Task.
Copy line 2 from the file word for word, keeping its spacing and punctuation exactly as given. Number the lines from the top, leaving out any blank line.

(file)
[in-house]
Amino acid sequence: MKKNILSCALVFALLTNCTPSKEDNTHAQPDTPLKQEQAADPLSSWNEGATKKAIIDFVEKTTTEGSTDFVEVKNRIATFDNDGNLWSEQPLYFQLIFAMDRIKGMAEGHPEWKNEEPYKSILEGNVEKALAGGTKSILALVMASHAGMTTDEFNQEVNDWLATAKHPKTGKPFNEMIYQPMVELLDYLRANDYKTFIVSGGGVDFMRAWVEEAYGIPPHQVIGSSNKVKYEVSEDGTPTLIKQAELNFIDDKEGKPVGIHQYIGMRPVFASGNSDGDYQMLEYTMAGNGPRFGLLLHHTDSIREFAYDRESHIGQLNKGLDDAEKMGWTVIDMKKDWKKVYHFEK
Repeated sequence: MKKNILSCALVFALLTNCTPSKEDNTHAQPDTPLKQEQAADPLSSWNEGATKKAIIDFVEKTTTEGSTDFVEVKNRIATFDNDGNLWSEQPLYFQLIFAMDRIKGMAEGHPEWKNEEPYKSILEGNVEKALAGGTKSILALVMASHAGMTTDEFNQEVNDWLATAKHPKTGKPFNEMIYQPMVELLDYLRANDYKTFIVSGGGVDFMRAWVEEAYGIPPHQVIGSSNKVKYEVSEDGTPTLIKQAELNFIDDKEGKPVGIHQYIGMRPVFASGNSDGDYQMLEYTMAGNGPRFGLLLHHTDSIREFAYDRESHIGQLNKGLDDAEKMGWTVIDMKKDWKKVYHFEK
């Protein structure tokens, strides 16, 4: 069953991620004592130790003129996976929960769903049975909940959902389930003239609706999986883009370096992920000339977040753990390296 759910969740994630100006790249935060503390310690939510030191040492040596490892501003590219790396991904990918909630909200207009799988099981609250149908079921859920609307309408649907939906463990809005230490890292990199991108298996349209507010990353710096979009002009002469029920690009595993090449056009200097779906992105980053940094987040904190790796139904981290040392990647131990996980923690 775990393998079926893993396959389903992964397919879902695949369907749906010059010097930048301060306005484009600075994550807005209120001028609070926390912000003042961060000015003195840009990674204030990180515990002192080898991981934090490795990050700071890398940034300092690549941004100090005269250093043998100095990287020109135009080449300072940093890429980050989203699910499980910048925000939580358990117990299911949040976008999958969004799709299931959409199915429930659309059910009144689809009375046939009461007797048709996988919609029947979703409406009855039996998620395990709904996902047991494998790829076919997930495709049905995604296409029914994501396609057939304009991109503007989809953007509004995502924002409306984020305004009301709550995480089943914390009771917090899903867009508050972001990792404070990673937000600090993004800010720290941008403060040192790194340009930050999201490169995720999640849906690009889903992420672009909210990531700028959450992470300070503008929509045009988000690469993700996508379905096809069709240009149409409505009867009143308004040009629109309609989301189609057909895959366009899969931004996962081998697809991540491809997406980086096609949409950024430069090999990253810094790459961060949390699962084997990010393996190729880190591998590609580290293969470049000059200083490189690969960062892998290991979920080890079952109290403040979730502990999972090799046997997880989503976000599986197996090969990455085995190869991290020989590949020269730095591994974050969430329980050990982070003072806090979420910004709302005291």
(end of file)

Amino acid sequence: MKKNILSCALVFALLTNCTPSKEDNTHAQPDTPLKQEQAADPLSSWNEGATKKAIIDFVEKTTTEGSTDFVEVKNRIATFDNDGNLWSEQPLYFQLIFAMDRIKGMAEGHPEWKNEEPYKSILEGNVEKALAGGTKSILALVMASHAGMTTDEFNQEVNDWLATAKHPKTGKPFNEMIYQPMVELLDYLRANDYKTFIVSGGGVDFMRAWVEEAYGIPPHQVIGSSNKVKYEVSEDGTPTLIKQAELNFIDDKEGKPVGIHQYIGMRPVFASGNSDGDYQMLEYTMAGNGPRFGLLLHHTDSIREFAYDRESHIGQLNKGLDDAEKMGWTVIDMKKDWKKVYHFEK